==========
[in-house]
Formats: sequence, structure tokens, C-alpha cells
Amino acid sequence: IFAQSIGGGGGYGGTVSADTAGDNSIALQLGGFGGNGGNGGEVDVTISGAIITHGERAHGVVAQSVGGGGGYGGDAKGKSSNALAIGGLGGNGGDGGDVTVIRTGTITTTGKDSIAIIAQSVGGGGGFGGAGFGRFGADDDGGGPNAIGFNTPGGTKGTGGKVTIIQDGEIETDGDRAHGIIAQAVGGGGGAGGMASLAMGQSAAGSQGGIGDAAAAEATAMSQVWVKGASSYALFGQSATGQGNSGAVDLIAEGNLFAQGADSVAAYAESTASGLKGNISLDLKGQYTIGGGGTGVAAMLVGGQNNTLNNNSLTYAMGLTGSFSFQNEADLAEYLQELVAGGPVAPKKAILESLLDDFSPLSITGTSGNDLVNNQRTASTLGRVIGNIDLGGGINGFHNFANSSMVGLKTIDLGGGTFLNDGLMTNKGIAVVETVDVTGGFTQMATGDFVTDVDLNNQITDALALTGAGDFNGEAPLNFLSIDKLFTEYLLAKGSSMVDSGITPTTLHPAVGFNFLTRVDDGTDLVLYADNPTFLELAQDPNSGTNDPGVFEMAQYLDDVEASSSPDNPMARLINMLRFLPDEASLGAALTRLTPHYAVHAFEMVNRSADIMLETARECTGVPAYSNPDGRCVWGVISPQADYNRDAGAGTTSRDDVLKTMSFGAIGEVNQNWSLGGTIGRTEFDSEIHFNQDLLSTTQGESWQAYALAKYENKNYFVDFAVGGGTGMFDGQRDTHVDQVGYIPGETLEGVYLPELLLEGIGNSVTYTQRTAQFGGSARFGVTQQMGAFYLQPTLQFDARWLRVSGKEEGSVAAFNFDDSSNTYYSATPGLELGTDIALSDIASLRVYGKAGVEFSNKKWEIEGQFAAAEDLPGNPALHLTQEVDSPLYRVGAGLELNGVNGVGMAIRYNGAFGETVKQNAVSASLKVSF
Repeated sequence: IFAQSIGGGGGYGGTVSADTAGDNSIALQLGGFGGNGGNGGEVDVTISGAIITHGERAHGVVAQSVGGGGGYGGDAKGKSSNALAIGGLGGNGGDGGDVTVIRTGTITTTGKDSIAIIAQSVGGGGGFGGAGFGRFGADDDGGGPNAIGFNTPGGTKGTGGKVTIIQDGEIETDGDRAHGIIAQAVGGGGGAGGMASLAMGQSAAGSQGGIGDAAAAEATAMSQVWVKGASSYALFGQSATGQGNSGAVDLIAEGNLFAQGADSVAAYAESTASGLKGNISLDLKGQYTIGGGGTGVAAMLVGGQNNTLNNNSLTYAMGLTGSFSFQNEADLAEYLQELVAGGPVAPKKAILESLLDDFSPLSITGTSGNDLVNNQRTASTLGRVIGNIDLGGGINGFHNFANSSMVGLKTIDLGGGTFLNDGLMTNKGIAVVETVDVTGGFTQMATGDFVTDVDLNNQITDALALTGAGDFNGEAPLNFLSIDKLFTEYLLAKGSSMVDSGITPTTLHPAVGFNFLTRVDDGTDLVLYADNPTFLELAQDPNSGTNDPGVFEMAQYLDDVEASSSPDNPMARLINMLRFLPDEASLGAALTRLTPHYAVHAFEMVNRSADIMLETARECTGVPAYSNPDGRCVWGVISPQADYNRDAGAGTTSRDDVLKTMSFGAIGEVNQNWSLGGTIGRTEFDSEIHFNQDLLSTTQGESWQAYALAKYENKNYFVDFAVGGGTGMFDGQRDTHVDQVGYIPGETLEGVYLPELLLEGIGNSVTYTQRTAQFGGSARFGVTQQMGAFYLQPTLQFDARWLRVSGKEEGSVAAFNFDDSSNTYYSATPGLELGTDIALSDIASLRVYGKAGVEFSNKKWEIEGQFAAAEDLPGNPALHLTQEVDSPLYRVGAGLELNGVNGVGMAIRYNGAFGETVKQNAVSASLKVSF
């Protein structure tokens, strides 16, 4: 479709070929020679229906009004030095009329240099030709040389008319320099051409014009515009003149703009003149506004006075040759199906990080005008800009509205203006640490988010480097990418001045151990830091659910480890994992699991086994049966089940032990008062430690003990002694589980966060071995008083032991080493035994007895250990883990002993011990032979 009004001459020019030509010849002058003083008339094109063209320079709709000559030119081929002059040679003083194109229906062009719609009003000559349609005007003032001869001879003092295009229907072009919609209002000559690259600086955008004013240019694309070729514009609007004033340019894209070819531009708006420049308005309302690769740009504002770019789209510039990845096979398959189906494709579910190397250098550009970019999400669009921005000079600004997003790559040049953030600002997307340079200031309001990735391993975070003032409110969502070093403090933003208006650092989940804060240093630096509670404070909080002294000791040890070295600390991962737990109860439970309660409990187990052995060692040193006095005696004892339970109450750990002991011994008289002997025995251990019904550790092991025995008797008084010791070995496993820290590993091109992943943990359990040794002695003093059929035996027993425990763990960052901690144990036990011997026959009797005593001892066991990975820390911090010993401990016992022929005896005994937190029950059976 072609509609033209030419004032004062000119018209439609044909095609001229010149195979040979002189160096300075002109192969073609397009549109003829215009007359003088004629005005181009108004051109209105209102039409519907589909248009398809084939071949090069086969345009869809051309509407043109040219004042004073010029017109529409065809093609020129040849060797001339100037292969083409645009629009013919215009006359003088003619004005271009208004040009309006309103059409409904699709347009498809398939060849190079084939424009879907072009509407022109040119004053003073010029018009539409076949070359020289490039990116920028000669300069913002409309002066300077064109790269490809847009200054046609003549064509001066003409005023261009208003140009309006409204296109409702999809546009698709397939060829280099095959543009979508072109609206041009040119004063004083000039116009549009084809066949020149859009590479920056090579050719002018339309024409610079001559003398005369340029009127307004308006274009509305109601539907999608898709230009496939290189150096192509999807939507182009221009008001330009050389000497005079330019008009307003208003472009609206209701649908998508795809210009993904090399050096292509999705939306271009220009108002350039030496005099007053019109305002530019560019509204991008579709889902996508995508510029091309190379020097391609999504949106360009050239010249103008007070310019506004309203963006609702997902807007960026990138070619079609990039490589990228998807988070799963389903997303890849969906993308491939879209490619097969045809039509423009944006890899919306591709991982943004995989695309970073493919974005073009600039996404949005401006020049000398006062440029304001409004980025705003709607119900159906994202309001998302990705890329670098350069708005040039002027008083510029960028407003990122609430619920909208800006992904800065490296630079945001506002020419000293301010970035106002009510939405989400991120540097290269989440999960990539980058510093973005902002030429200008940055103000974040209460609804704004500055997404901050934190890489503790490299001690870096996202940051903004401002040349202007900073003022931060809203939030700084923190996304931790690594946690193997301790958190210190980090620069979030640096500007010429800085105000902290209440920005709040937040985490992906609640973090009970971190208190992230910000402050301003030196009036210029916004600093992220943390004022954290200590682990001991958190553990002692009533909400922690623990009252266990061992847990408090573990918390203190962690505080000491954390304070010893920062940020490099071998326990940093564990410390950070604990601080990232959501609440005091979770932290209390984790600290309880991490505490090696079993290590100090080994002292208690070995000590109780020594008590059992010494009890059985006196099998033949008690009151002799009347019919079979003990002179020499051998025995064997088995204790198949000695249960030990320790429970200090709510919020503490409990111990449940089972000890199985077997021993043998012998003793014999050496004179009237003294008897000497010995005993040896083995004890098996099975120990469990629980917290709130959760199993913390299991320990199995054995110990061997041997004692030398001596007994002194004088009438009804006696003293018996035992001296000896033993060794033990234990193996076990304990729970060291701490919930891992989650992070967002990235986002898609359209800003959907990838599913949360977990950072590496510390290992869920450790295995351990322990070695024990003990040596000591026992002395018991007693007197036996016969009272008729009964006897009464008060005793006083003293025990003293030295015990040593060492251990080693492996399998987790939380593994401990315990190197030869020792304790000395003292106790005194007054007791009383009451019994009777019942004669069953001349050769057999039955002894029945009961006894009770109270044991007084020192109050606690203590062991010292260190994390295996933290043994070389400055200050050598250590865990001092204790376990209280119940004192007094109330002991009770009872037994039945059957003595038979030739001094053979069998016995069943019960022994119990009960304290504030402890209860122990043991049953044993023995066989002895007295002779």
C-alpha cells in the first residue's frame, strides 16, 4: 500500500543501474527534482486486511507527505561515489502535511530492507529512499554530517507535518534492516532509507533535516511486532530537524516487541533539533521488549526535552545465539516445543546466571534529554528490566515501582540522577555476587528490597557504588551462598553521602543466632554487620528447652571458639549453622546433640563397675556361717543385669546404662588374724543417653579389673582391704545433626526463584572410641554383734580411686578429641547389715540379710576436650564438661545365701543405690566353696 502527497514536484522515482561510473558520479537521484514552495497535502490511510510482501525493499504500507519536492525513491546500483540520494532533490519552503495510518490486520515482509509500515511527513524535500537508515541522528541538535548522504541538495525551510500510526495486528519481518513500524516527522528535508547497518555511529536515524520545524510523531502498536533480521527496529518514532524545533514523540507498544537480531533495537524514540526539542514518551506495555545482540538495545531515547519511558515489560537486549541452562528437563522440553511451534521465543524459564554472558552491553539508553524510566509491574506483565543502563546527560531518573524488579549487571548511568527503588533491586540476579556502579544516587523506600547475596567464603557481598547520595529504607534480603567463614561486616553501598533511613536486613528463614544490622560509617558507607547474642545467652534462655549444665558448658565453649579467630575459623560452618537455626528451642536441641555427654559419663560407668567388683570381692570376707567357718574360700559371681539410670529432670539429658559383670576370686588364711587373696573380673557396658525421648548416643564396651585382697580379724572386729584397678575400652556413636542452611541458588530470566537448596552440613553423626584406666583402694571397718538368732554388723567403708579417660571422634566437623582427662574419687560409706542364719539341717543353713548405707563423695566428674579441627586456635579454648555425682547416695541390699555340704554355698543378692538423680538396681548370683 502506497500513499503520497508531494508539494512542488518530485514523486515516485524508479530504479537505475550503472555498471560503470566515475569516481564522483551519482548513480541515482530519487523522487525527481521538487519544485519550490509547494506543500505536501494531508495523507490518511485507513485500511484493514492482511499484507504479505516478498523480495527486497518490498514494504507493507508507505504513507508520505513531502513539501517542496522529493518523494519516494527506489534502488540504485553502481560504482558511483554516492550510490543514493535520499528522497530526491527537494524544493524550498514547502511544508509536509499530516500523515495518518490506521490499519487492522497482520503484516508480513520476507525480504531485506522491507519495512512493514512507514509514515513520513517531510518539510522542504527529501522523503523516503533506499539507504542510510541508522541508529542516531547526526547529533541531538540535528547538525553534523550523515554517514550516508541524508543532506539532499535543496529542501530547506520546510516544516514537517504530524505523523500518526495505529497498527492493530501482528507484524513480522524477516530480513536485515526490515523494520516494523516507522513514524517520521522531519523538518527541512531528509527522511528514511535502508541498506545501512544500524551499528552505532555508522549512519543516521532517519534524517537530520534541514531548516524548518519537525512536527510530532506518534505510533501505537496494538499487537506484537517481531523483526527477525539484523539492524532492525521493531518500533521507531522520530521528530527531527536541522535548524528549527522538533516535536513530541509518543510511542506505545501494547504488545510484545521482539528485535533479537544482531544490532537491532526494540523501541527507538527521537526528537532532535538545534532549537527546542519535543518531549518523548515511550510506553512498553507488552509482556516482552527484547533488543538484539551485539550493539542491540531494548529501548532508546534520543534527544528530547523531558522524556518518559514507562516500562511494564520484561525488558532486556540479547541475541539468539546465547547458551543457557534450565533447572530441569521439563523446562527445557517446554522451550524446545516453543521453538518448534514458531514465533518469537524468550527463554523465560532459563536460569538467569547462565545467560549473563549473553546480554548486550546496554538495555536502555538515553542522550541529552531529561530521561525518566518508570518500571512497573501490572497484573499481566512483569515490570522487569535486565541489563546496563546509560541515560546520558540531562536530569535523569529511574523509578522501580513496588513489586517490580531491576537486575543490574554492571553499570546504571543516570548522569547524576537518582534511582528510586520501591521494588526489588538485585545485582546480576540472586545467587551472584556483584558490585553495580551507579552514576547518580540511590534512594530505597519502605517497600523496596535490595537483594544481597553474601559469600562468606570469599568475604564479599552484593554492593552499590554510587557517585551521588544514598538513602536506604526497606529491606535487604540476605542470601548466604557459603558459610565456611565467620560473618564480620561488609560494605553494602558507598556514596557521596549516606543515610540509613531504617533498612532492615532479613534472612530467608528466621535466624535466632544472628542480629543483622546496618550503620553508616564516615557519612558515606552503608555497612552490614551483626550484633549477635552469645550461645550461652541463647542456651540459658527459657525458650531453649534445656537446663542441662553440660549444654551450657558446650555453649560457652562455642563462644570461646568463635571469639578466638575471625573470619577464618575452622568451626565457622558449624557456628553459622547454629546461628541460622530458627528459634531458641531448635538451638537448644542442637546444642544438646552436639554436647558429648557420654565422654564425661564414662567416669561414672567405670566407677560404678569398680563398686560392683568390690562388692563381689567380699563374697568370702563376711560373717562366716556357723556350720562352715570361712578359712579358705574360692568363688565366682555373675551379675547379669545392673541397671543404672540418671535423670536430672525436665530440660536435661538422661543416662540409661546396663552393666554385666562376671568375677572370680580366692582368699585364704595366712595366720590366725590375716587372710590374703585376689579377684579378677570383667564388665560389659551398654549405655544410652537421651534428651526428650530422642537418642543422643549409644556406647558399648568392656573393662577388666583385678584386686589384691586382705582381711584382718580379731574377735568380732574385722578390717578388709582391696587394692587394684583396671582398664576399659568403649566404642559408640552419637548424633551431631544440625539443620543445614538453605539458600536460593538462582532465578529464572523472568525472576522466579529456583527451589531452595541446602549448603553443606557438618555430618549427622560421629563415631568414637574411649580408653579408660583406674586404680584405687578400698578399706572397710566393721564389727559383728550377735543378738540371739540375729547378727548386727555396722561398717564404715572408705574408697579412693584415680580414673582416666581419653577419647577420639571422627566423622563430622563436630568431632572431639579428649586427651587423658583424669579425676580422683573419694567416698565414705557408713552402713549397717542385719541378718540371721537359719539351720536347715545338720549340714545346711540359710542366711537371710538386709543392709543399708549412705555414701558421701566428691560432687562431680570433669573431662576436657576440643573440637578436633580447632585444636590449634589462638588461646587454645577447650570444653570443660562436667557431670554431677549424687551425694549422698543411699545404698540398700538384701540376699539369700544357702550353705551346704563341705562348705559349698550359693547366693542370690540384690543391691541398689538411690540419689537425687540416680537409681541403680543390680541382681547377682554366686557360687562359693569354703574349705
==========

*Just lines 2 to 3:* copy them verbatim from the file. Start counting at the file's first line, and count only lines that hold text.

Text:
Formats: sequence, structure tokens, C-alpha cells
Amino acid sequence: IFAQSIGGGGGYGGTVSADTAGDNSIALQLGGFGGNGGNGGEVDVTISGAIITHGERAHGVVAQSVGGGGGYGGDAKGKSSNALAIGGLGGNGGDGGDVTVIRTGTITTTGKDSIAIIAQSVGGGGGFGGAGFGRFGADDDGGGPNAIGFNTPGGTKGTGGKVTIIQDGEIETDGDRAHGIIAQAVGGGGGAGGMASLAMGQSAAGSQGGIGDAAAAEATAMSQVWVKGASSYALFGQSATGQGNSGAVDLIAEGNLFAQGADSVAAYAESTASGLKGNISLDLKGQYTIGGGGTGVAAMLVGGQNNTLNNNSLTYAMGLTGSFSFQNEADLAEYLQELVAGGPVAPKKAILESLLDDFSPLSITGTSGNDLVNNQRTASTLGRVIGNIDLGGGINGFHNFANSSMVGLKTIDLGGGTFLNDGLMTNKGIAVVETVDVTGGFTQMATGDFVTDVDLNNQITDALALTGAGDFNGEAPLNFLSIDKLFTEYLLAKGSSMVDSGITPTTLHPAVGFNFLTRVDDGTDLVLYADNPTFLELAQDPNSGTNDPGVFEMAQYLDDVEASSSPDNPMARLINMLRFLPDEASLGAALTRLTPHYAVHAFEMVNRSADIMLETARECTGVPAYSNPDGRCVWGVISPQADYNRDAGAGTTSRDDVLKTMSFGAIGEVNQNWSLGGTIGRTEFDSEIHFNQDLLSTTQGESWQAYALAKYENKNYFVDFAVGGGTGMFDGQRDTHVDQVGYIPGETLEGVYLPELLLEGIGNSVTYTQRTAQFGGSARFGVTQQMGAFYLQPTLQFDARWLRVSGKEEGSVAAFNFDDSSNTYYSATPGLELGTDIALSDIASLRVYGKAGVEFSNKKWEIEGQFAAAEDLPGNPALHLTQEVDSPLYRVGAGLELNGVNGVGMAIRYNGAFGETVKQNAVSASLKVSF